Monday, June 25, 2007
Review: "Wizards," edited by Gardner Dozois and Jack Dann
"Wizards" (Berkley, $25) bills itself as a collection of stories by "masters of modern fantasy," and it lives up to that billing.
Almost every author contributing to the book will be well-known to fans of fantasy fiction, ranging from masters like Neil Gaiman and Orson Scott Card to relative newcomers like Eoin Colfer.
Wizards, of course, are a staple of the fantasy world, and almost every different kind of magician imaginable is featured in this collection from the all-powerful to the mere illusionist.
There are warm-hearted and whimsical stories like Neil Gaiman's "The Witch's Headstone," which finds a young resident of a graveyard who can speak with the spirits attempting to buy a headstone for an accused witch buried anonymously, or Colfer's offering, "A Fowl Tale," about a talking dove who backs himself into a corner while trying to spin a tale for his supper. Even the normally dark Tanith Lee takes a light approach on "Zinder," about an abused and mentally impaired man who soars the night skies making things right.
Darker tales do appear. Mary Rosenblum's creative "Color Vision" features a wizard hunting young people with the talent to gain their power. The wizard in Elizabeth Hand's "Winter's Wife" uses her magic to avenge a greedy man's act against the natural beauty of her new home. Peter Beagle's "Barrens Dance" features one of the few truly evil wizards in the collection, a man intent on winning the love of a woman he can't have, through any means he can. But even these stories usually end well, if not always entirely happily.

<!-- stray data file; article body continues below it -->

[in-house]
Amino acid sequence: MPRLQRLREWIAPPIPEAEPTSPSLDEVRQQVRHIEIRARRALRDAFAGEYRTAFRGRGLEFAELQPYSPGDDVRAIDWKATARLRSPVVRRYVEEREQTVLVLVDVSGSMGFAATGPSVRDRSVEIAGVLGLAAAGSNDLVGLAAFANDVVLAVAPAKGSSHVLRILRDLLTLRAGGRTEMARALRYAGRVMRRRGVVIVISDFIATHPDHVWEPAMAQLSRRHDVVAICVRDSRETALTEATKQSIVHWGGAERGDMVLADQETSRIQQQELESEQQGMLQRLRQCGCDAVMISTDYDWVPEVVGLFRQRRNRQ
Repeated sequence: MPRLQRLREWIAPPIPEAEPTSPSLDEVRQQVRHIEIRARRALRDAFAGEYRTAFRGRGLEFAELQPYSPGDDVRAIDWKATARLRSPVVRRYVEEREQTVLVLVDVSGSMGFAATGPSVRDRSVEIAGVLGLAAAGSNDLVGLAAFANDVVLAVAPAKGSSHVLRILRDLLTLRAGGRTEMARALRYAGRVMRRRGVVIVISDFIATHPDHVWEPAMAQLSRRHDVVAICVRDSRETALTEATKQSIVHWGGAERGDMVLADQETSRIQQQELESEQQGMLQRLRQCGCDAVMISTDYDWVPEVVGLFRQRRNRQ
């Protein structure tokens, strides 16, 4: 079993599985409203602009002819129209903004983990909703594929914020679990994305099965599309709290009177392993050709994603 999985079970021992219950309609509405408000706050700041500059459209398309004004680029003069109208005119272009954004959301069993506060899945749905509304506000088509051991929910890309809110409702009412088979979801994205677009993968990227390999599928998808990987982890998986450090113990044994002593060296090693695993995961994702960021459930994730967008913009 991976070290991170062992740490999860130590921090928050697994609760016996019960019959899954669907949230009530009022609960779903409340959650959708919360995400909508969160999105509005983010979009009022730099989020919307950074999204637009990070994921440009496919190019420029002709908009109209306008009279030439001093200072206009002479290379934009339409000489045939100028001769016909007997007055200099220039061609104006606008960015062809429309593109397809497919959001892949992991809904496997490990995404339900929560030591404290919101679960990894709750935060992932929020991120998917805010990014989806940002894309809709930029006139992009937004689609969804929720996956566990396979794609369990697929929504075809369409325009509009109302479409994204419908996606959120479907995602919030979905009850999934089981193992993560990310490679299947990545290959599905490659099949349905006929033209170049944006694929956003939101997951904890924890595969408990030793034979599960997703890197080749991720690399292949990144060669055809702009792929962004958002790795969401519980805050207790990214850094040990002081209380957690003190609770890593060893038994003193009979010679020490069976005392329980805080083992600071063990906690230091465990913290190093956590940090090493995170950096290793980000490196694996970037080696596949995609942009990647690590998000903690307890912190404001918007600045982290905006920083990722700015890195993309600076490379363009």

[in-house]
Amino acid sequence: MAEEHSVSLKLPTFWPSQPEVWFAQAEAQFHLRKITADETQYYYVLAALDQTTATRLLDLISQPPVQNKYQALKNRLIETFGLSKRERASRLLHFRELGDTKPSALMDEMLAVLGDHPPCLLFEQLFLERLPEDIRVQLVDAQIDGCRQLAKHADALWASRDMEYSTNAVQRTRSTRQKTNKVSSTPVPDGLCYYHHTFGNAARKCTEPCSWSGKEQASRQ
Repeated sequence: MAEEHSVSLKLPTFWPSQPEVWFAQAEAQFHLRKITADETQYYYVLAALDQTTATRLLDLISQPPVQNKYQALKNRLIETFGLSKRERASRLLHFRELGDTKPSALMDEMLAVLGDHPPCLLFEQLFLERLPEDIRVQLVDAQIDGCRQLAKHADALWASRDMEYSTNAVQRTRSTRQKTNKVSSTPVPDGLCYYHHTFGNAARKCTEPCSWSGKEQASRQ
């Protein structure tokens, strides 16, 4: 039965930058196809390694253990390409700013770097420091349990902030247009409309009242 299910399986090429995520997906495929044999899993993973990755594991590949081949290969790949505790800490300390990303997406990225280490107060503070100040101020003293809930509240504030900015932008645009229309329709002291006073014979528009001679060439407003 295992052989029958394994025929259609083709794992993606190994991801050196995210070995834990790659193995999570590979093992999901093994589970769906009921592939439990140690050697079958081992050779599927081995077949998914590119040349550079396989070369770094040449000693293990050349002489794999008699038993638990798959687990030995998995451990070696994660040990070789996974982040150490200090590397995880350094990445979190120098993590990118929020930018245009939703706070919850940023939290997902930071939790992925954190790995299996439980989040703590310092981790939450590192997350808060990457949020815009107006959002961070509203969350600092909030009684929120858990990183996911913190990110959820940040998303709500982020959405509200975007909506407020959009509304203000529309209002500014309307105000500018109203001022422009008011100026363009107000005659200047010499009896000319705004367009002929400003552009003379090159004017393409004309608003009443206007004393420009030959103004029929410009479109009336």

There are tales that play on legends, such as Garth Nix's "Holly and Iron," drawing on a number of different European tales, including King Arthur. Jane Yolen' s "Slipping Sideways Through Eternity" even places the prophet Elijah in the position of wizard.
Perhaps the strangest story (and title) is Andy Duncan's "A Diorama of the Infernal Regions, or the Devil's Ninth Question" which finds a young girl jumping into a diorama and finding herself in a house where she'll face the devil himself.
There are a few forgettable stories in the mix, but very few. For the most part, this is a collection of writers doing what they do best. The stories are entertaining and offer a wide variety of styles and wizards to suit most any taste. "Wizards" is a good way to sample some of the best writers in the genre today.